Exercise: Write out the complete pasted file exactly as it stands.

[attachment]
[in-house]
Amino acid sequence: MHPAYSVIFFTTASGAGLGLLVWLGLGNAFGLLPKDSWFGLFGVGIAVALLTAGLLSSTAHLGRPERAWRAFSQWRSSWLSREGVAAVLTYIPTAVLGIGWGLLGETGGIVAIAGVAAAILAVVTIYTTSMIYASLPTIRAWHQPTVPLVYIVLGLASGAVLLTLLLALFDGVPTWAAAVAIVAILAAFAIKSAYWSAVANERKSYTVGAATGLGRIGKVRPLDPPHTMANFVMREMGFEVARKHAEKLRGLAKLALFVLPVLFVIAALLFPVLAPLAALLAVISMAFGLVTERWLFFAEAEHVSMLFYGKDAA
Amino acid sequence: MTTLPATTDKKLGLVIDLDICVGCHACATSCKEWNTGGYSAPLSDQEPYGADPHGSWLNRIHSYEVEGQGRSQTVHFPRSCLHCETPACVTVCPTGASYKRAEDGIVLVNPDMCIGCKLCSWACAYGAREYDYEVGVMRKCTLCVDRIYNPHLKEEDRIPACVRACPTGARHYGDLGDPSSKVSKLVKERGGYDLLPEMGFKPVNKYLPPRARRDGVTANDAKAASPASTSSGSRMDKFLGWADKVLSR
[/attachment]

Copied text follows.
[in-house]
Amino acid sequence: MHPAYSVIFFTTASGAGLGLLVWLGLGNAFGLLPKDSWFGLFGVGIAVALLTAGLLSSTAHLGRPERAWRAFSQWRSSWLSREGVAAVLTYIPTAVLGIGWGLLGETGGIVAIAGVAAAILAVVTIYTTSMIYASLPTIRAWHQPTVPLVYIVLGLASGAVLLTLLLALFDGVPTWAAAVAIVAILAAFAIKSAYWSAVANERKSYTVGAATGLGRIGKVRPLDPPHTMANFVMREMGFEVARKHAEKLRGLAKLALFVLPVLFVIAALLFPVLAPLAALLAVISMAFGLVTERWLFFAEAEHVSMLFYGKDAA
Amino acid sequence: MTTLPATTDKKLGLVIDLDICVGCHACATSCKEWNTGGYSAPLSDQEPYGADPHGSWLNRIHSYEVEGQGRSQTVHFPRSCLHCETPACVTVCPTGASYKRAEDGIVLVNPDMCIGCKLCSWACAYGAREYDYEVGVMRKCTLCVDRIYNPHLKEEDRIPACVRACPTGARHYGDLGDPSSKVSKLVKERGGYDLLPEMGFKPVNKYLPPRARRDGVTANDAKAASPASTSSGSRMDKFLGWADKVLSR